Helpstream has been in beta with more than 2,000 registered users since June 2007, and Pathworks CEO Anthony Nemelka says the application uses collaboration and Web technologies to help customers address end-user support within IT organizations when used for help-desk purposes. The software can also server as a CRM application for external customers, he says.
"The best way to think about Helpstream is that it combines classic case management with knowledge management and throws it out to the community for added input," Nemelka says. "Helpstream brings all that information into a single portal to speed problem resolution or address questions more quickly."
To sign up for the free service, IT managers visit Pathworks' Web site and input their e-mail address and choose a password. Pathworks then instantiates a private Helpstream workspace for the customer, who then has access to wizards and tutorials to get the service running.
While Pathworks plans to offer Helpstream as a free service, potential customers should be aware that the application is ad-supported -- with Network World being an advertiser with the company.
"We plan to make money over time in a way similar to open source software, by offering support packages or add-ons. But we can make this service available for free because our delivery costs are exceedingly low," Nemelka explains.
StackSafe will launch its Test Center virtual staging and testing environment. The company says the software, which sets up contained virtual environments for the purposes of testing new applications or changes to existing networks, will help IT operations managers determine the impact of proposed infrastructure and applications changes to an IT environment.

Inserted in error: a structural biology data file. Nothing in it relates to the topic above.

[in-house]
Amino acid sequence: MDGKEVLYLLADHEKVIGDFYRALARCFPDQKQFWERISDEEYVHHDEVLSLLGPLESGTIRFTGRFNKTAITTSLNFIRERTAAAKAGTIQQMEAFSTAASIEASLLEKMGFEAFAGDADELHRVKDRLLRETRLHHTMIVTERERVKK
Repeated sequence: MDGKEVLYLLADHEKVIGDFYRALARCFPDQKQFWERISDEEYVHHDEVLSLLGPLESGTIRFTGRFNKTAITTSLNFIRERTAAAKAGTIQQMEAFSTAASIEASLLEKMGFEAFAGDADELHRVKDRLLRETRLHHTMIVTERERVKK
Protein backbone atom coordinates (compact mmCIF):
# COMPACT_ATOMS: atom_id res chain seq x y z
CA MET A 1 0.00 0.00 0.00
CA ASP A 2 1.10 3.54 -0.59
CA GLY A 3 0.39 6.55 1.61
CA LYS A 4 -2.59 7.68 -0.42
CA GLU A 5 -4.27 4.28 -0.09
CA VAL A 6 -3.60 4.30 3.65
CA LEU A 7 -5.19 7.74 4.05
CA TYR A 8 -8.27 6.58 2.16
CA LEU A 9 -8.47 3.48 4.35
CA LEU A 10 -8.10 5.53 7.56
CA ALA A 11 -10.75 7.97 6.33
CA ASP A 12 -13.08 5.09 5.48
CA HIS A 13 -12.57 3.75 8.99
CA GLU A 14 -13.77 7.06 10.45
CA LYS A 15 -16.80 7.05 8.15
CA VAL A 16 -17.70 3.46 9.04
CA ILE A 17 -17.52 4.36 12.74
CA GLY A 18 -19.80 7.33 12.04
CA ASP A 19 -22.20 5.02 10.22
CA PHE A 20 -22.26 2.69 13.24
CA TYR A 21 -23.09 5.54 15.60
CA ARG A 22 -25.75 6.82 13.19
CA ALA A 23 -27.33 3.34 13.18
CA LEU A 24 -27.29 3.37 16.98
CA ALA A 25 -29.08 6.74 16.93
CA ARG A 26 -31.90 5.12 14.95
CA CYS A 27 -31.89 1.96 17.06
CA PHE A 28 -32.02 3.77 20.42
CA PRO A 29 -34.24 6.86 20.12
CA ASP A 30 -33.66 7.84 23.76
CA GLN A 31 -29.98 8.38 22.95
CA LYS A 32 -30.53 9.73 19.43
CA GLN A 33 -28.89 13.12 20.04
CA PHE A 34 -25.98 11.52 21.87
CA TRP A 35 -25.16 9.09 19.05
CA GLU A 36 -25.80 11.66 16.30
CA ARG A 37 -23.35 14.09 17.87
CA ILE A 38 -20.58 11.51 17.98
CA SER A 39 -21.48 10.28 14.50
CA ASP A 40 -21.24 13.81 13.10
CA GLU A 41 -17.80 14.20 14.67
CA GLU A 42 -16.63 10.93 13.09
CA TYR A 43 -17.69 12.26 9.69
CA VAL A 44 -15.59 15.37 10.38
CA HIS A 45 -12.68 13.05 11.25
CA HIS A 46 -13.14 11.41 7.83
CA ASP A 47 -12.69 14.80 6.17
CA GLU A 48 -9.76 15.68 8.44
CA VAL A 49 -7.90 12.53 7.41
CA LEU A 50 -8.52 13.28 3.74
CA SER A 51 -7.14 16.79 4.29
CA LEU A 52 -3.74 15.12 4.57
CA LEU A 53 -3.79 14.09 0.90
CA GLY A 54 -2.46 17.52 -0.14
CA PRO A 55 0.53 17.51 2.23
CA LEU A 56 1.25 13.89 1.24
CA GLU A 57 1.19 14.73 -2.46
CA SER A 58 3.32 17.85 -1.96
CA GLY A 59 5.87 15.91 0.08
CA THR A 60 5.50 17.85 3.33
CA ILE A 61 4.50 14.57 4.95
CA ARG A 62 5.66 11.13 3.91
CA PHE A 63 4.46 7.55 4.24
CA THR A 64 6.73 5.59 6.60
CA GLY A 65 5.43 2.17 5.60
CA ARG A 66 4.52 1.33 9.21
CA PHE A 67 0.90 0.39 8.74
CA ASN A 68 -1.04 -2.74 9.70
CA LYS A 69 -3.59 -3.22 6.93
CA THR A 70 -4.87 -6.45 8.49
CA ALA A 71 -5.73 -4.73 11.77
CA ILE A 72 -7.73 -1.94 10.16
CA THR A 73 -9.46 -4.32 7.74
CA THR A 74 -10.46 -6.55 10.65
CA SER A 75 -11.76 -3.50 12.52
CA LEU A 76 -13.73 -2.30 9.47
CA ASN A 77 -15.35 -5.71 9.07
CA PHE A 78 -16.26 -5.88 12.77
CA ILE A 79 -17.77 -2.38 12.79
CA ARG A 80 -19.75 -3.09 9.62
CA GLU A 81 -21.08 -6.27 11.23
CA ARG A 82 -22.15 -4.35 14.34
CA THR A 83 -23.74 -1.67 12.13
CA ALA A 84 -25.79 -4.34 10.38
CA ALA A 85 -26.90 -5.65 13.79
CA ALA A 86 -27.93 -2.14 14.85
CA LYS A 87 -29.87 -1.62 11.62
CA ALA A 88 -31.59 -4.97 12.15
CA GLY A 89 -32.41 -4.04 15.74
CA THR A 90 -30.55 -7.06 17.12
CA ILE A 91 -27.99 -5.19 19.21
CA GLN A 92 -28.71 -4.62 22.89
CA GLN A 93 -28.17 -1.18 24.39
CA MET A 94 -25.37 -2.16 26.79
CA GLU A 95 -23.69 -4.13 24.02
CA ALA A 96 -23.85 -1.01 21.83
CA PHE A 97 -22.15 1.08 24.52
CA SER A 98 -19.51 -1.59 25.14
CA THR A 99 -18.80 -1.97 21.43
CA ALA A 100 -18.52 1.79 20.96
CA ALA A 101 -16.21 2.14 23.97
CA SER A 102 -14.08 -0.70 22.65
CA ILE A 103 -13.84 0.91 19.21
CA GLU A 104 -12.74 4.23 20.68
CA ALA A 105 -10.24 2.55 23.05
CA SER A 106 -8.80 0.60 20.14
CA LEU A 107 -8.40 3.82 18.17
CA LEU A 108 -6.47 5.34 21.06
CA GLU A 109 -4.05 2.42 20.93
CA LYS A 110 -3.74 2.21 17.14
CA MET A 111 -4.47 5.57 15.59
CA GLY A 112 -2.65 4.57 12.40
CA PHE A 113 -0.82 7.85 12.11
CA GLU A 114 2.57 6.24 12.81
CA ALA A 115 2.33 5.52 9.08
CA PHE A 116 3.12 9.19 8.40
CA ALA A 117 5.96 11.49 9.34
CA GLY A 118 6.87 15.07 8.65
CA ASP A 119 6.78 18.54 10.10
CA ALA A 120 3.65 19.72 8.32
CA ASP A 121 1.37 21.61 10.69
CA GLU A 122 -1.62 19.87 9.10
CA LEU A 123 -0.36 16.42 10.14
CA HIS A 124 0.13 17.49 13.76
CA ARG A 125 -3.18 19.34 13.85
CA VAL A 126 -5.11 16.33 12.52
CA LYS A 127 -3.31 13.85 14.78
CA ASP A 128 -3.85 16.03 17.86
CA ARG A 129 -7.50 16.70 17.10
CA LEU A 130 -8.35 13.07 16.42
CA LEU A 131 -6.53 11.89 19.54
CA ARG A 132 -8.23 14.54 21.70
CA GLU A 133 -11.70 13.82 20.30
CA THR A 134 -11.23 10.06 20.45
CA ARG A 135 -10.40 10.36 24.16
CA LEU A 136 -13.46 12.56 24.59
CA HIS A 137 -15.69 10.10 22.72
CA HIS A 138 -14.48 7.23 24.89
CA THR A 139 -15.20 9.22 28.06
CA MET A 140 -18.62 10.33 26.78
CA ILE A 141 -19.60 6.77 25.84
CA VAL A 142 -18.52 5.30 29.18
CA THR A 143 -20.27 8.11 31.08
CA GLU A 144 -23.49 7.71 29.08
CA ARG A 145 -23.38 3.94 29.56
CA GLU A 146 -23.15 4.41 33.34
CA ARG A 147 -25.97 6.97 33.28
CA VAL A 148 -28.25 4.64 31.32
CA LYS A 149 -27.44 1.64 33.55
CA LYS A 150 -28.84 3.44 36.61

The software installs on a server, and IT managers interact with the application via a Web-based interface. Test Center comes with pre-defined tests, and customer can tailor tests to their needs, company officials say.
"The purpose of the software is to provide IT operations with an easy-to-deploy and -use application that helps them do a better job of change testing and impact analysis," says Dennis Powell, senior product manager at StackSafe.
Founded in late 2005, StackSafe brought in about $2.6 million in Series A venture capital funding, and the vendor has had its product in beta tests with customers throughout 2007, making it generally available in mid-December. StackSafe Test Center is licensed through a subscription model and costs $50,000 per year per Test Center instance.
Blist is at DEMO with a product that aims to make data management simple.
The Seattle start-up plans to do it with an open source database infrastructure, anchored in the Internet, and a highly graphical Web front end that, at its best, transforms database arcana like SQL query optimization and VARCHAR and Boolean operators into highly visual, drag-and-drop operations.
Blist founder Kevin Merritt claims that if you know how to use a spreadsheet application, you’re already familiar with the basic row-column metaphor that the Blist GUI uses. You can store text, numbers, photos, video and documents on the PostgreSQL-based storage service, and use Blist’s pre-populated, and community-shared, lists, checklists, tables and database templates. Working with a battery of tools, users can ask all kinds of questions of their data without having to learn SQL or programming languages.
A public beta starts in March, with general availability scheduled for April.
Network World Senior Editor John Cox contributed to this report.